Here Are the 6 Most Niche Lobbying Groups in America

Looking out for America’s snake owners, horse lovers, and prune growers in Washington, DC.

Lobby groups spent more than $3.2 billion trying to sway federal lawmakers and officials last year. Yet like Washington’s solitary UFO lobbyist and fake-meat lobbyist, some would-be influencers are pushing some pretty specific, even obscure, agendas. Here are six of America’s most specialized influence groups:

The Balloon Council: “To educate consumers and regulators about the wonders of foil and latex balloons,” it spent $80,000 on lobbying in 2014—not adjusted for inflation, of course.



Families Conserving Antiques: Three families who own collections of elephant ivory formed this organization in 2014 to lobby against federal bans on the tusk trade.



US Association of Reptile Keepers: This group of “herp” lovers fighting prohibitions on certain types of pythons has been lying quietly lately—like a snake waiting to strike.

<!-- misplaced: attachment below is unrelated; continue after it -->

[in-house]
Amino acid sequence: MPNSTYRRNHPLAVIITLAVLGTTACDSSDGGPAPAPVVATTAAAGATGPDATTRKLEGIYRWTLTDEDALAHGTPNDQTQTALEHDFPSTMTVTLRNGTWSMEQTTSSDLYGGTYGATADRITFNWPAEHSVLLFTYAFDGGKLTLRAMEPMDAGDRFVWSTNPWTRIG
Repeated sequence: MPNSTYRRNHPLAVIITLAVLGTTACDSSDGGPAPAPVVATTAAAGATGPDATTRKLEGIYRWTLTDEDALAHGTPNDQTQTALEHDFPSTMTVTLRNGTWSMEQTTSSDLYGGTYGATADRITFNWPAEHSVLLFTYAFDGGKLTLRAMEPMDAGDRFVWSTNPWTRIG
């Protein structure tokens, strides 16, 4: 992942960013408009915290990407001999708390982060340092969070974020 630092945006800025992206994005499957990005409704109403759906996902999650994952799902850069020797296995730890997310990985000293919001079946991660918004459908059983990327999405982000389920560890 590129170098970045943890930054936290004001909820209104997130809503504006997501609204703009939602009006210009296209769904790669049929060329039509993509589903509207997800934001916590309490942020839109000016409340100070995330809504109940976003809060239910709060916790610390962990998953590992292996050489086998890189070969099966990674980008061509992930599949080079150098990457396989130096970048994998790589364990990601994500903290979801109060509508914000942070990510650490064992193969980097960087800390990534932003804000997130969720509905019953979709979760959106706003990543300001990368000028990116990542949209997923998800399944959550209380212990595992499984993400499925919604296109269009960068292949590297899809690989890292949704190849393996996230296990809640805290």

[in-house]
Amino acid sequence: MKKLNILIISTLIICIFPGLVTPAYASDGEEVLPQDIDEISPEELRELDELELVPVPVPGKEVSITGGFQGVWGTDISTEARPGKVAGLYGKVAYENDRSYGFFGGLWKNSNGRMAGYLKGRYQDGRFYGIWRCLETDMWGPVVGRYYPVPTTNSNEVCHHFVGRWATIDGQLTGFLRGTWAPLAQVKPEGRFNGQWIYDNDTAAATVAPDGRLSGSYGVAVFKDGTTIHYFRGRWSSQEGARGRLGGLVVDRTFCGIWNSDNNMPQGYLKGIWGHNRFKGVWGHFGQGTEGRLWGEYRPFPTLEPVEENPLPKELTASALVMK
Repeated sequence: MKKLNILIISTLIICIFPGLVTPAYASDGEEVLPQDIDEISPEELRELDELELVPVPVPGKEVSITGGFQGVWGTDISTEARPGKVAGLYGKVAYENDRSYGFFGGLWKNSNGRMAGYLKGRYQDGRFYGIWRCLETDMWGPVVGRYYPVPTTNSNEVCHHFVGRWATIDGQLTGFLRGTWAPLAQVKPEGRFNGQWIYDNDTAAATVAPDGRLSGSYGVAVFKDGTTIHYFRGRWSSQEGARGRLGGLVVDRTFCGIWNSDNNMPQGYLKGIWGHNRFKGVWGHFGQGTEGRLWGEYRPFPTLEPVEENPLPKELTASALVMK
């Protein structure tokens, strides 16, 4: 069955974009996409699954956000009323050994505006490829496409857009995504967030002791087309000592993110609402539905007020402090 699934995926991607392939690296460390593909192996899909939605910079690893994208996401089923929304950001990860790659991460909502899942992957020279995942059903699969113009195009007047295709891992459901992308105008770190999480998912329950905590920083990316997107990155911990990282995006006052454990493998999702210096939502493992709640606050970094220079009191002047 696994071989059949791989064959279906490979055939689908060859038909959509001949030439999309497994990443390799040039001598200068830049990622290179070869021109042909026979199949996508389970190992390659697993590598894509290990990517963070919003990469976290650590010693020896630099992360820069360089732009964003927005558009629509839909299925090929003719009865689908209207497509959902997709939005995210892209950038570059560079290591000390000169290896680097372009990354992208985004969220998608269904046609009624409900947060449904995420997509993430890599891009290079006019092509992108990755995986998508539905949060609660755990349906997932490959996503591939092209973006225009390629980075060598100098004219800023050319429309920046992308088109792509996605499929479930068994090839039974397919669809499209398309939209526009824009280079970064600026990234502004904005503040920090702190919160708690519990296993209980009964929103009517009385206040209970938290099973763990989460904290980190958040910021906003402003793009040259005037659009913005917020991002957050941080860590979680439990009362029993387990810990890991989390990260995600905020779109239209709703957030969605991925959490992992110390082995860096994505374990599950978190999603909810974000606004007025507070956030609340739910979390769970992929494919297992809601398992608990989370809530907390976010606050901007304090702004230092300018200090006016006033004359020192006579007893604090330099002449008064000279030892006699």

Dollar Coin Alliance: Switching from greenbacks to coins will save America billions of bucks, according to this group backed by vending-machine and copper-mining companies.



Victoria McCullough: This oil heiress and equine philanthropist has spent $135,000 spurring lawmakers to keep American horses off foreign dinner plates.



California Dried Plum Board: Don’t you mean “prune”? Yes—but in 2000, the then-California Prune Board successfully lobbied the Food and Drug Administration to let it use the more female-friendly (really, that’s what it said) “dried plum.”




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Clara Jeffery, Editor-in-Chief

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